BSA experimental model 1949
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|BSA Experimental Model 1|
|Place of origin||United Kingdom|
|Manufacturer||Gun Division, The Birmingham Small Arms Company Limited|
|Rate of fire||600 rounds/min|
|Muzzle velocity||1,200 ft/s (365 m/s)|
|Effective firing range||100/200 yds|
|Maximum firing range||200 yds|
|Feed system||32-round box magazine|
The BSA Experimental Model 1949 was a submachine gun of British origin intended to replace the Sten submachine gun. The weapon was fed from a 32-round box magazine inserted in the side and had an unusual twist-action bakelite-covered handguard.
Following the end of World War Two, the British Army sought a replacement for the Sten which was the submachine gun of the British military since 1940. The Sten was simple, cheap and unrefined. While this very crudity was a positive asset in the straitened circumstances the British found themselves in during the war, a more refined and durable variant was requested. The Sten Mark V was developed to fill this need during 1944, adding a wooden stock, forward pistol grip and better construction. However, by the late 1940s the British Army was testing replacements. The Welgun developed by BSA during the war was briefly considered as was a design from Enfield. However, the Patchett M1944 made by the Sterling Armaments Company was chosen. The Patchett would later come to be known as the Sterling which entered service in 1953.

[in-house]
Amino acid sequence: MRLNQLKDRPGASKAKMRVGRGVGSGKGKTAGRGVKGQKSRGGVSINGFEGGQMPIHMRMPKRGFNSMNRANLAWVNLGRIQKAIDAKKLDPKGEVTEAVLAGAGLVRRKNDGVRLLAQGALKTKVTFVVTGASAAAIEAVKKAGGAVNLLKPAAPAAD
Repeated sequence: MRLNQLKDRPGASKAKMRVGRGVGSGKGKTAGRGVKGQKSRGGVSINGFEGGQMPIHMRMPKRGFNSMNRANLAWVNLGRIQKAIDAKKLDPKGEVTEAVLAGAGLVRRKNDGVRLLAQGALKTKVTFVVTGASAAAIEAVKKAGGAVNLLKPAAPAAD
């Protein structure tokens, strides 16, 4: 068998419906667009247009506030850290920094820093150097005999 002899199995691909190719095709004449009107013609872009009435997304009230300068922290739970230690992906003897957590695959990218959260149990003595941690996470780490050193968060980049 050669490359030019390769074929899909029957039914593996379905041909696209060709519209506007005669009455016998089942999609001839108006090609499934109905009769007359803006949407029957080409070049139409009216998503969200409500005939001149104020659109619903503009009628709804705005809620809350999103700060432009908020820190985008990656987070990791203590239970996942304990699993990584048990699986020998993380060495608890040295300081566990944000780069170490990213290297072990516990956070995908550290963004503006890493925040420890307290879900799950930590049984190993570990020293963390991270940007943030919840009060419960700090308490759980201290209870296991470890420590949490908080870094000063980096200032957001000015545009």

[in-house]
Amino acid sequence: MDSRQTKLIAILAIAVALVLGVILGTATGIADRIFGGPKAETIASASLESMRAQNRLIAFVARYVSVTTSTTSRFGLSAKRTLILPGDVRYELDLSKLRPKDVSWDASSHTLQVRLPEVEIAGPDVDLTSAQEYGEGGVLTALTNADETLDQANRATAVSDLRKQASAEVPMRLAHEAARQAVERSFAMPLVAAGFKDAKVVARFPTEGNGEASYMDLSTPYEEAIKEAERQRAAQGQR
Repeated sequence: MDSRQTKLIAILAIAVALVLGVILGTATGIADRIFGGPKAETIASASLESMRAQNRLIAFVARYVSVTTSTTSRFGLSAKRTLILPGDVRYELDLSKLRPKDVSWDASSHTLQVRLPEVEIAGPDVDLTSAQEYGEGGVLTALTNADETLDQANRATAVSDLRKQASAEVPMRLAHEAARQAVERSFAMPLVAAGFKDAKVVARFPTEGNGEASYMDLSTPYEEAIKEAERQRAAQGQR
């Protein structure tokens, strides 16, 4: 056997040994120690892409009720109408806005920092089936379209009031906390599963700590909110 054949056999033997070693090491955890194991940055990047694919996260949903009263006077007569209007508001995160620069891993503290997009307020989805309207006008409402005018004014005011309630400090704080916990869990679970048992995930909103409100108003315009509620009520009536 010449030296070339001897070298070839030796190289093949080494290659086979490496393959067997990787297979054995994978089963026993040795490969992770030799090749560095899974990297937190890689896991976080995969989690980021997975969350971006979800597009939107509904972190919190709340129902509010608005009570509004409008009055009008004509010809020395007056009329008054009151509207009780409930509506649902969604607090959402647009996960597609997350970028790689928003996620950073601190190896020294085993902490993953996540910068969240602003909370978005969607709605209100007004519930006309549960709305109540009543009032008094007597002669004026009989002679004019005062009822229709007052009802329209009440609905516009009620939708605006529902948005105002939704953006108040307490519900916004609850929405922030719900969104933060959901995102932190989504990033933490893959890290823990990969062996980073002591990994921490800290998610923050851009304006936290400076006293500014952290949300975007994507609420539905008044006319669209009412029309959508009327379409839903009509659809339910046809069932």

However, there was another contender which was also made by BSA. The "Experimental Machine Carbine, 1949" (EMC). Chambered in the same 9 mm cartridge as the Sten with a side mounted 32-round box magazine, shared by the Sten and later the Sterling. The EMC used blowback action but cycled, faster than the Sterling and all of the earlier Sten variants, at 600 rounds per minute. It came with unusual features, notably a bakelite pump action foregrip, a hinged magazine insert which could be pivoted backwards to allow jams to be cleared without having to remove the magazine and to facilitate cleaning, and a safety switch in the pistol grip, easily operated by the users thumb. Regardless of the EMC’s innovative features the design was not adopted.
The BSA Machine Carbine is a blowback operated, magazine fed weapon chambered in the 9×19mm round. Unusually the weapon lacks a bolt handle, instead it came with an unusual pump action foregrip operated by pushing it forward and then pulling it back, this pushed a bar which pushed the bolt back and cocked the weapon. The grip was then rotated slightly to disengage the bar and allow the bolt to cycle once fired. In response to the Welgun’s open receiver, the EMC was enclosed with only the magazine insert and ejection port open when firing. When the bolt was closed these openings were covered, minimising the chances of dirt entering the action.